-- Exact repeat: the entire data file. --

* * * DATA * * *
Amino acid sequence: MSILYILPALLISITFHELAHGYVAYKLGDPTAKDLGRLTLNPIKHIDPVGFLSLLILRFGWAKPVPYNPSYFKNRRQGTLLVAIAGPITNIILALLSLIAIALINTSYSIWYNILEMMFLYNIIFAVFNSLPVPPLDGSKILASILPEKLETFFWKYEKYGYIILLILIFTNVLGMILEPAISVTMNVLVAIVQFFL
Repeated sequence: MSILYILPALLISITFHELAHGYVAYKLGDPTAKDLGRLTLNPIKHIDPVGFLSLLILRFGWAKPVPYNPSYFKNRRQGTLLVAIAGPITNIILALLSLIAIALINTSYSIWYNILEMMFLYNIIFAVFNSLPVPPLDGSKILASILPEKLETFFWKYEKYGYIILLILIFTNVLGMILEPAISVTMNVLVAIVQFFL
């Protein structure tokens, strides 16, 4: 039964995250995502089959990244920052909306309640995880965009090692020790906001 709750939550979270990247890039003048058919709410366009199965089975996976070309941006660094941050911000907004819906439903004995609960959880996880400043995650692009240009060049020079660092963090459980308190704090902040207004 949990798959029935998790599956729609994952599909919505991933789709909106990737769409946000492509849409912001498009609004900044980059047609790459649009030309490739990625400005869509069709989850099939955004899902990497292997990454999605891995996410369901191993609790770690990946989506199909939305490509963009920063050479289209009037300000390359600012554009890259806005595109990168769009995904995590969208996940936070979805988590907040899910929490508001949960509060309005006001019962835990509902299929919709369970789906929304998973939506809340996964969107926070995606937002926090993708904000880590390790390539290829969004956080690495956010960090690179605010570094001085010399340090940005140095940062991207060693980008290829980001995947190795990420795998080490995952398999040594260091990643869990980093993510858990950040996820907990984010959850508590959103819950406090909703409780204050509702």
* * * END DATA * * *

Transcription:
Amino acid sequence: MSILYILPALLISITFHELAHGYVAYKLGDPTAKDLGRLTLNPIKHIDPVGFLSLLILRFGWAKPVPYNPSYFKNRRQGTLLVAIAGPITNIILALLSLIAIALINTSYSIWYNILEMMFLYNIIFAVFNSLPVPPLDGSKILASILPEKLETFFWKYEKYGYIILLILIFTNVLGMILEPAISVTMNVLVAIVQFFL
Repeated sequence: MSILYILPALLISITFHELAHGYVAYKLGDPTAKDLGRLTLNPIKHIDPVGFLSLLILRFGWAKPVPYNPSYFKNRRQGTLLVAIAGPITNIILALLSLIAIALINTSYSIWYNILEMMFLYNIIFAVFNSLPVPPLDGSKILASILPEKLETFFWKYEKYGYIILLILIFTNVLGMILEPAISVTMNVLVAIVQFFL
């Protein structure tokens, strides 16, 4: 039964995250995502089959990244920052909306309640995880965009090692020790906001 709750939550979270990247890039003048058919709410366009199965089975996976070309941006660094941050911000907004819906439903004995609960959880996880400043995650692009240009060049020079660092963090459980308190704090902040207004 949990798959029935998790599956729609994952599909919505991933789709909106990737769409946000492509849409912001498009609004900044980059047609790459649009030309490739990625400005869509069709989850099939955004899902990497292997990454999605891995996410369901191993609790770690990946989506199909939305490509963009920063050479289209009037300000390359600012554009890259806005595109990168769009995904995590969208996940936070979805988590907040899910929490508001949960509060309005006001019962835990509902299929919709369970789906929304998973939506809340996964969107926070995606937002926090993708904000880590390790390539290829969004956080690495956010960090690179605010570094001085010399340090940005140095940062991207060693980008290829980001995947190795990420795998080490995952398999040594260091990643869990980093993510858990950040996820907990984010959850508590959103819950406090909703409780204050509702």